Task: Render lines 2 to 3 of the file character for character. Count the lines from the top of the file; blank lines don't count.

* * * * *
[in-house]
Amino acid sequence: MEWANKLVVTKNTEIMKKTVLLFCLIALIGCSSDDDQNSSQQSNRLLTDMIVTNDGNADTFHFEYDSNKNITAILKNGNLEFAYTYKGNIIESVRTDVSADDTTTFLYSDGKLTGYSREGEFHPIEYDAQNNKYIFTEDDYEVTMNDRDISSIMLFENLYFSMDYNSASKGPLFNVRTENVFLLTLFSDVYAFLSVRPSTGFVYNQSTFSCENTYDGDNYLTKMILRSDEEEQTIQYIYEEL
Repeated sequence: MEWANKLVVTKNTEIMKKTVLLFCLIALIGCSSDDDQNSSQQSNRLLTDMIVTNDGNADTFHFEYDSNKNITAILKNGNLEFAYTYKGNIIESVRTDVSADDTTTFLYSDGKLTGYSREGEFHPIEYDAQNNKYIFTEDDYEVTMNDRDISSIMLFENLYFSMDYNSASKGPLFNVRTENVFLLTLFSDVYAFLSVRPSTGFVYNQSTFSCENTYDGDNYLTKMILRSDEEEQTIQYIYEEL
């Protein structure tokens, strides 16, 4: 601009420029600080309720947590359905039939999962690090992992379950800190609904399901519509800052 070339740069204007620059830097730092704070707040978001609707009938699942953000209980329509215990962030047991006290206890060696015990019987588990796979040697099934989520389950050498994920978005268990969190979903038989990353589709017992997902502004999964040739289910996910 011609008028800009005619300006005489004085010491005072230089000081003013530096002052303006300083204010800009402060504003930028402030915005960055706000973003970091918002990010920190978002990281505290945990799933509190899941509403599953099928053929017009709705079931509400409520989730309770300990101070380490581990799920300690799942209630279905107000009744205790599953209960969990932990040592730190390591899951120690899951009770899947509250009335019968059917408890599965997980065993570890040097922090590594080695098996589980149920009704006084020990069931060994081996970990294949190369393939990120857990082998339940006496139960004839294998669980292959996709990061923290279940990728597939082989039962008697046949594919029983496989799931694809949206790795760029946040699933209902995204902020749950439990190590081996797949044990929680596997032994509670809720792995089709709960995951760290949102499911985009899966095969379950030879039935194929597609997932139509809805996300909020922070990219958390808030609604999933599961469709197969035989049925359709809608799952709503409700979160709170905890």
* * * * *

Amino acid sequence: MEWANKLVVTKNTEIMKKTVLLFCLIALIGCSSDDDQNSSQQSNRLLTDMIVTNDGNADTFHFEYDSNKNITAILKNGNLEFAYTYKGNIIESVRTDVSADDTTTFLYSDGKLTGYSREGEFHPIEYDAQNNKYIFTEDDYEVTMNDRDISSIMLFENLYFSMDYNSASKGPLFNVRTENVFLLTLFSDVYAFLSVRPSTGFVYNQSTFSCENTYDGDNYLTKMILRSDEEEQTIQYIYEEL
Repeated sequence: MEWANKLVVTKNTEIMKKTVLLFCLIALIGCSSDDDQNSSQQSNRLLTDMIVTNDGNADTFHFEYDSNKNITAILKNGNLEFAYTYKGNIIESVRTDVSADDTTTFLYSDGKLTGYSREGEFHPIEYDAQNNKYIFTEDDYEVTMNDRDISSIMLFENLYFSMDYNSASKGPLFNVRTENVFLLTLFSDVYAFLSVRPSTGFVYNQSTFSCENTYDGDNYLTKMILRSDEEEQTIQYIYEEL